Wednesday, January 29, 2014

Setting the Scene: POV Character

Last week I announced the start of a serial post on Setting the Scene. Today’s topic is establishing the point of view character.

Most books that we read are told from the viewpoints of several characters. I find this tapestry to also be effective in managing the pacing of a novel.  The question that might come to mind is with all of these different people, how do I establish the POV character in a scene so that there is no confusion for the reader?

As readers get to know your characters, they become familiar with mannerisms and outlooks, attitudes, etc, that form their viewpoints of situations, but we should never leave it up to the reader to solve the riddle.  Make it clear from the start of the scene who the reader is with. This can accomplished by simply using their name in the first paragraph or an action tag to dialogue if the scene opens with them speaking.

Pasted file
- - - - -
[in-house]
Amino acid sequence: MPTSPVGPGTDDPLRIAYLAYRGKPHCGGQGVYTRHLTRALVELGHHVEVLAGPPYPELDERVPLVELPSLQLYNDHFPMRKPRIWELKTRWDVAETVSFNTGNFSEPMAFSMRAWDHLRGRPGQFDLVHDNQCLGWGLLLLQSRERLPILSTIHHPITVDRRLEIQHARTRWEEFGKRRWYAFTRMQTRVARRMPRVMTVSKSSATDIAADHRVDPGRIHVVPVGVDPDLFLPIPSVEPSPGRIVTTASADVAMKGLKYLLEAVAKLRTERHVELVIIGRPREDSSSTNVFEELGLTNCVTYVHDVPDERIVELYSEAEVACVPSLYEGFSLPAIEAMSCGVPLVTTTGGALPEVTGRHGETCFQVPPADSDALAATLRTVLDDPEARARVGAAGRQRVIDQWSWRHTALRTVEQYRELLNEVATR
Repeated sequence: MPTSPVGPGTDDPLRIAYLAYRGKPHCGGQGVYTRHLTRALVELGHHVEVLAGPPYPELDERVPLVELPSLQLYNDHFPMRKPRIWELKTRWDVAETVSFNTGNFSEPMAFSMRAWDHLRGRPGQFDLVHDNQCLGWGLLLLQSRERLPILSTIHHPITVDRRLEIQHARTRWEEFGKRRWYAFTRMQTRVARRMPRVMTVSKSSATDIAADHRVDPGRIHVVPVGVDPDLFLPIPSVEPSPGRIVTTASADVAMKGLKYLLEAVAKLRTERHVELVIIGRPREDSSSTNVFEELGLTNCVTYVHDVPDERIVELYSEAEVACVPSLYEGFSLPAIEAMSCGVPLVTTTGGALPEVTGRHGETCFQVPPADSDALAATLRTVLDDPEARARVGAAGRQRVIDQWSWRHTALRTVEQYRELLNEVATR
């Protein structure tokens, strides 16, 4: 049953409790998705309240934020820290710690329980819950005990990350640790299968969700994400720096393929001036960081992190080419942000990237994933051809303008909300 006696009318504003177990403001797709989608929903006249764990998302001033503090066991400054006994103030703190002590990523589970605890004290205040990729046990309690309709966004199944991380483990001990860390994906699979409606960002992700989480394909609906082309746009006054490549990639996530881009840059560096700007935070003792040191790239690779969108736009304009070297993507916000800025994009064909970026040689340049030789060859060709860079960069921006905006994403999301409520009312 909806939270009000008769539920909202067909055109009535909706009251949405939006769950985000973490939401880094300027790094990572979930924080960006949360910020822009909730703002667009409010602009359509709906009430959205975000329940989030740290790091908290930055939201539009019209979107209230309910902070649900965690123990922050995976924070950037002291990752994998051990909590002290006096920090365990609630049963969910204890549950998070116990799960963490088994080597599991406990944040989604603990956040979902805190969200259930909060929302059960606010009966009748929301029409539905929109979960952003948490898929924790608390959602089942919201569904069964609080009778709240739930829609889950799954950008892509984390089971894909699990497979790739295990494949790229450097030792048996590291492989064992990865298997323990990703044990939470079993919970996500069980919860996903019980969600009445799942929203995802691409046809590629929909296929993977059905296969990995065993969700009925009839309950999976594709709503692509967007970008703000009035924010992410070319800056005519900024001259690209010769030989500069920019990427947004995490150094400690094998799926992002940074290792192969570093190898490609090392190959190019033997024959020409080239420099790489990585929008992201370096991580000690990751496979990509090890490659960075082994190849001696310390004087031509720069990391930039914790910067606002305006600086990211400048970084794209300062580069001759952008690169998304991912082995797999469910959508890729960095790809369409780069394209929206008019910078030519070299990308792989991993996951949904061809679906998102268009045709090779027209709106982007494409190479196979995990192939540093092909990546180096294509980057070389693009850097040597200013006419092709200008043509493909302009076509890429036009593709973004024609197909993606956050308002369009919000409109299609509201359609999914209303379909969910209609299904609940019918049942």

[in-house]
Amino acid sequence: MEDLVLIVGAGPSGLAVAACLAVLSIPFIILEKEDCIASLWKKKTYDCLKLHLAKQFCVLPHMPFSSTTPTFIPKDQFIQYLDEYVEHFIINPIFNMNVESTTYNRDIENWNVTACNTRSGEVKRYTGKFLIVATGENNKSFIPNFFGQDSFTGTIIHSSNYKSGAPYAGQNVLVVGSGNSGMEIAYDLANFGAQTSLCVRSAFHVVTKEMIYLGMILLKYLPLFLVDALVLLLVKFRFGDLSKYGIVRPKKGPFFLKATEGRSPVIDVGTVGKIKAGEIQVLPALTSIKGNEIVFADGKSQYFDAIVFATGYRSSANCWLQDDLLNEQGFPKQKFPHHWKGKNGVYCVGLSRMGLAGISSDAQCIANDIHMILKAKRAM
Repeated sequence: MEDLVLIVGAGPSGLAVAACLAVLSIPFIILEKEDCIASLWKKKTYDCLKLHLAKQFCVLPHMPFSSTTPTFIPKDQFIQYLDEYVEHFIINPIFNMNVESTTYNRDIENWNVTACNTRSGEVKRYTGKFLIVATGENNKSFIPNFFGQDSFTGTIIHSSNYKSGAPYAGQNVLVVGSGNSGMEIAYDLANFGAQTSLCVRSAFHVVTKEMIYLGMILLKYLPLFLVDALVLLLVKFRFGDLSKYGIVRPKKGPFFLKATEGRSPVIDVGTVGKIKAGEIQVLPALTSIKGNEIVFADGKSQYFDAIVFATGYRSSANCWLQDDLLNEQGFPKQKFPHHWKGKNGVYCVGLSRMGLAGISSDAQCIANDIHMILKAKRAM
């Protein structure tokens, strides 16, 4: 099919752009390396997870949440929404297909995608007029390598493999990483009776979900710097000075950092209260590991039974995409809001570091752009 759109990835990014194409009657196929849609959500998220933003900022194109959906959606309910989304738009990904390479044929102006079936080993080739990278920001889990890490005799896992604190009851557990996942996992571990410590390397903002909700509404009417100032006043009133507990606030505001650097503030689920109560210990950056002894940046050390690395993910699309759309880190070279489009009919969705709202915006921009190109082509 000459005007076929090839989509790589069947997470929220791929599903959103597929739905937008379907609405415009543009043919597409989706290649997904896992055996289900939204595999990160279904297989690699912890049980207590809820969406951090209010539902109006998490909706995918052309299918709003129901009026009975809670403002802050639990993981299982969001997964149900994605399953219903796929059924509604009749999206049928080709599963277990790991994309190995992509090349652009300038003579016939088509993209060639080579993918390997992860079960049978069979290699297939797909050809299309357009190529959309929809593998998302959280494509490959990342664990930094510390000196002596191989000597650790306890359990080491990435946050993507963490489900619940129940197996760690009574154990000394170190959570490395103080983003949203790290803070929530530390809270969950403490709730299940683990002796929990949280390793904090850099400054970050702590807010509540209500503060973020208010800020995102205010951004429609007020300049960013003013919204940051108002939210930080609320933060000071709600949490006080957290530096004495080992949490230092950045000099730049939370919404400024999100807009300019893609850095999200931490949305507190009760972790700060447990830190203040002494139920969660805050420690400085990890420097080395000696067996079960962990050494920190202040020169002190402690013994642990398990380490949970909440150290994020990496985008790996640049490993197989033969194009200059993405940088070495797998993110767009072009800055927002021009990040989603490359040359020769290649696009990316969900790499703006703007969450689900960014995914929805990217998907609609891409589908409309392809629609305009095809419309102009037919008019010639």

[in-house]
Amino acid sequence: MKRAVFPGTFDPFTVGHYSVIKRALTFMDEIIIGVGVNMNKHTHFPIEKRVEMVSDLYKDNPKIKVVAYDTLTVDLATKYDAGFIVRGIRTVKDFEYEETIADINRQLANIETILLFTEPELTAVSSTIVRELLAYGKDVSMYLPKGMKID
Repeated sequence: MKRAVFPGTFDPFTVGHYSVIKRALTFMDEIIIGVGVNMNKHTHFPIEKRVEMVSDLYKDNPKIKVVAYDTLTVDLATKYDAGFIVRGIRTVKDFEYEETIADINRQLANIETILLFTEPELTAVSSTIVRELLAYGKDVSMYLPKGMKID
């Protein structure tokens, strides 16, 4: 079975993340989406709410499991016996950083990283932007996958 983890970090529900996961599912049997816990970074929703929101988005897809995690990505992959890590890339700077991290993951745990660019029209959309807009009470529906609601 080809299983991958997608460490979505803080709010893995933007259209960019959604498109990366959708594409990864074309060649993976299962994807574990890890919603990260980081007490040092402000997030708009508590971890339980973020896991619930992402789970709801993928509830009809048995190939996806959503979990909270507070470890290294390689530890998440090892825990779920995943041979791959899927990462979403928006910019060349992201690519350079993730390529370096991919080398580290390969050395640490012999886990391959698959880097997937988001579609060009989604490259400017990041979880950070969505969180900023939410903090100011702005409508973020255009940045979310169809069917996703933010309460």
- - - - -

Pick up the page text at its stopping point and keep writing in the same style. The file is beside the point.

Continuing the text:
Once you’ve established whose point of view we are in, don’t head hop. This habit, unfortunately, surfaces more frequently than you would think. My advice is to ask yourself, if I were the POV character, would I know this about another person? For example, you’re not going to know if they’re nervous or fearful, if they’re cold. You’re most certainly not going to know about their inner reaction to you. When observations are made of other people in a scene, ensure that it comes from founded reasoning. If they are cold, your POV character would know this if they were shivering. If they were nervous, maybe their eyes are jumping about the room or they’re looking over their shoulder.  Whatever you do, don’t hop into their heads to tell the reader how they are feeling.  If you find that you’ve written a scene and have done a lot of head hopping, maybe you should rethink the main POV character for the situation.

Read. By reading other people’s books, you may discover techniques at establishing POV that never occurred to you before. I know that the technique I use was picked up by reading New York Times Best-selling author David Baldacci.

Limit points of view. This is sort of an offset to the conversation, but don’t introduce too many POV characters and definitely don’t bring in any new people half-way or farther into a book. If you jump between too many characters this gets confusing to a reader and damages the pace of your novel.